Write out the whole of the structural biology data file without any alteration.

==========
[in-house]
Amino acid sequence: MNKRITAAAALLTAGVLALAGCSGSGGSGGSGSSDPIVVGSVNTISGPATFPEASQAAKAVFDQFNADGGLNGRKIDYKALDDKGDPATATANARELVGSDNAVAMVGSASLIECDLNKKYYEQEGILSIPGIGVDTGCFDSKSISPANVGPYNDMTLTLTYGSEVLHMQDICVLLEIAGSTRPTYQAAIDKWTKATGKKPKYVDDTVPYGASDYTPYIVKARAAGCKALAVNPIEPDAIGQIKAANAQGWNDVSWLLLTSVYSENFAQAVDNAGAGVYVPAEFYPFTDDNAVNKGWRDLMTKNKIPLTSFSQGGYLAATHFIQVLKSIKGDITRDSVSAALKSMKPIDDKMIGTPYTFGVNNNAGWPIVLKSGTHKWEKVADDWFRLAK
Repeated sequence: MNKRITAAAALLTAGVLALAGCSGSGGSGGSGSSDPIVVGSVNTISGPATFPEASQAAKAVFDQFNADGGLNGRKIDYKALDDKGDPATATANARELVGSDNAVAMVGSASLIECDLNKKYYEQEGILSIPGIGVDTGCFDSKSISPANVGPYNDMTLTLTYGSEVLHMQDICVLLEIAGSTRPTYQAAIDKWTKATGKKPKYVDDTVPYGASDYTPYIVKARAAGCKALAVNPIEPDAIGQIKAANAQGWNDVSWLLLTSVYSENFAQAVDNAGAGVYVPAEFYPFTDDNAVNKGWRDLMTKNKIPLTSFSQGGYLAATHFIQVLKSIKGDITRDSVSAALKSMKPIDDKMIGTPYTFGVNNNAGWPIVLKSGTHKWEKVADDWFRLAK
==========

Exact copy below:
[in-house]
Amino acid sequence: MNKRITAAAALLTAGVLALAGCSGSGGSGGSGSSDPIVVGSVNTISGPATFPEASQAAKAVFDQFNADGGLNGRKIDYKALDDKGDPATATANARELVGSDNAVAMVGSASLIECDLNKKYYEQEGILSIPGIGVDTGCFDSKSISPANVGPYNDMTLTLTYGSEVLHMQDICVLLEIAGSTRPTYQAAIDKWTKATGKKPKYVDDTVPYGASDYTPYIVKARAAGCKALAVNPIEPDAIGQIKAANAQGWNDVSWLLLTSVYSENFAQAVDNAGAGVYVPAEFYPFTDDNAVNKGWRDLMTKNKIPLTSFSQGGYLAATHFIQVLKSIKGDITRDSVSAALKSMKPIDDKMIGTPYTFGVNNNAGWPIVLKSGTHKWEKVADDWFRLAK
Repeated sequence: MNKRITAAAALLTAGVLALAGCSGSGGSGGSGSSDPIVVGSVNTISGPATFPEASQAAKAVFDQFNADGGLNGRKIDYKALDDKGDPATATANARELVGSDNAVAMVGSASLIECDLNKKYYEQEGILSIPGIGVDTGCFDSKSISPANVGPYNDMTLTLTYGSEVLHMQDICVLLEIAGSTRPTYQAAIDKWTKATGKKPKYVDDTVPYGASDYTPYIVKARAAGCKALAVNPIEPDAIGQIKAANAQGWNDVSWLLLTSVYSENFAQAVDNAGAGVYVPAEFYPFTDDNAVNKGWRDLMTKNKIPLTSFSQGGYLAATHFIQVLKSIKGDITRDSVSAALKSMKPIDDKMIGTPYTFGVNNNAGWPIVLKSGTHKWEKVADDWFRLAK